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October 24, 2019 | FBN Insights | Kevin McNew

Biofuel Groups Challenge EPA’s Small Refinery Waivers

Group’s are challenging EPA's process for granting waivers to 31 oil refineries

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Biofuel Groups Challenge EPA’s Small Refinery Waivers

On Wednesday, Oct. 23, multiple biofuels groups filed a petition in the U.S. Court of Appeals against the Environmental Protection Agency (EPA), challenging the agency's process for granting refineries exemptions to the nation's biofuel blending mandates.

The group’s are challenging the EPA's process for granting waivers to 31 oil refineries.

The petition was filed by groups including: Renewable Fuels Association and American Coalition for Ethanol and Growth Energy.

The biofuels industry has criticized the Trump administration for expanding the number of waivers granted claiming the exemptions undercut demand for fuels such as ethanol and biodiesel.  

Last week the EPA proposed a plan for the 2020 and 2021 crop years that has the ability to lower U.S. renewable fuels output.      

FBN’s Take On What It Means:  We believe that the EPA’s small refinery exemption (SRE) proposal has the ability to reduce ethanol and biodiesel production which can reduce corn and soybean demand and suppress local basis. At FBN we’re unsure how challenging the waivers in courts before the EPA makes their final decision on the RFS can impact the U.S. farmer. We will continue to monitor this situation for future developments.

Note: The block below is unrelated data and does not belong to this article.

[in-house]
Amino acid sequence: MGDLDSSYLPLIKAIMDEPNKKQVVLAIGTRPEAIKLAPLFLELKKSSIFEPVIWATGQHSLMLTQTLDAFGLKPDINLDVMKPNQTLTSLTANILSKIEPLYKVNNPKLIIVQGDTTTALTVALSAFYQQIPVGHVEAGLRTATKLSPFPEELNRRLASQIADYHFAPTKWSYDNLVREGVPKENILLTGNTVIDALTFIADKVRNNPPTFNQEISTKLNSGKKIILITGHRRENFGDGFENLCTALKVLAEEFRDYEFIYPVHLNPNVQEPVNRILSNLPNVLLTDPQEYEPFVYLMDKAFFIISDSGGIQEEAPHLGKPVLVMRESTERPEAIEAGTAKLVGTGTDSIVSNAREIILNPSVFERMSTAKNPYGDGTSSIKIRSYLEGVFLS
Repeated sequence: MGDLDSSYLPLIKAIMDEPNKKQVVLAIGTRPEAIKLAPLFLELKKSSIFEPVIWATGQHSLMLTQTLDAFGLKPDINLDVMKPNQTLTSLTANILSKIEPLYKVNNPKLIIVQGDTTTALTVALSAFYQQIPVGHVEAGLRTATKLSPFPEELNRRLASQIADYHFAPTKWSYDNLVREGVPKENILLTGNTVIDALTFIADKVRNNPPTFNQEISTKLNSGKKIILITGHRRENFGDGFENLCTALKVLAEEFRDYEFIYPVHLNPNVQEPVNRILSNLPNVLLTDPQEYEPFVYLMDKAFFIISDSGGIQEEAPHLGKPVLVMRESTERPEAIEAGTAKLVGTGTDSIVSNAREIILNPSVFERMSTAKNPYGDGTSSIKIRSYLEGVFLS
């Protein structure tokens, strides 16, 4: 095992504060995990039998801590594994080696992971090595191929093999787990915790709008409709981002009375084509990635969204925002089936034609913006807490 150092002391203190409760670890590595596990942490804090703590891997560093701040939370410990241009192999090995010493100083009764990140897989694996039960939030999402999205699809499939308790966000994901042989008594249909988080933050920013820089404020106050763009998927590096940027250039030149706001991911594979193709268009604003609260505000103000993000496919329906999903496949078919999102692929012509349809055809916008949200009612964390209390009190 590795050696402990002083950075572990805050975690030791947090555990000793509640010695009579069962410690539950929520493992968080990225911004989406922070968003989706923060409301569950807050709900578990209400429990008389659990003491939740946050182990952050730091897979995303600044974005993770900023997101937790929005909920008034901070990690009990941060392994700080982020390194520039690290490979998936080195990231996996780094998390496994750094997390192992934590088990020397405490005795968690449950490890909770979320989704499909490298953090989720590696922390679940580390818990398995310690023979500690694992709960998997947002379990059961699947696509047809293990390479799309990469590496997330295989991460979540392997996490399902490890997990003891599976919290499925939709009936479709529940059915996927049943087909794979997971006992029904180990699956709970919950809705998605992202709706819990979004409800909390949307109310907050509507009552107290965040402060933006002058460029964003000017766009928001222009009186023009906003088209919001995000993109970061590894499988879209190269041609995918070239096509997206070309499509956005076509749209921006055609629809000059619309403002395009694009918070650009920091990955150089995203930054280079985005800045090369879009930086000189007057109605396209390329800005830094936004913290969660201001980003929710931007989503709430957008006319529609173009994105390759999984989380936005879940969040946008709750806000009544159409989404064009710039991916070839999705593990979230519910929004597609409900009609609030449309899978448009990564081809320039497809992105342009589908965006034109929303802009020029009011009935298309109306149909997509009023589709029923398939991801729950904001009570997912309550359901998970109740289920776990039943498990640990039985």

China to Increase Imports Including Farm Products  

According to Reuters, Chinese state television reported that China will start to increase imports of certain goods including agricultural, consumer and components products as part of its efforts to stabilize foreign trade.  

Reuters reported that the Chinese State Council is working to improve policies on tax rebates, trade finance, and ease restrictions for capital account transactions.

China will take steps to support trade and foreign investment.

Reuters also stated that stabilizing trade and foreign investment is part of Beijing's policies to support the slowing economy.

FBN’s Take On What It Means: Another encouraging signal from the Chinese government about working to restore the country’s massive trade imbalance but as always at FBN we want to see details.  We continue to believe that any policy that increases U.S. agricultural imports can be a positive for the U.S. farmer.                 

 

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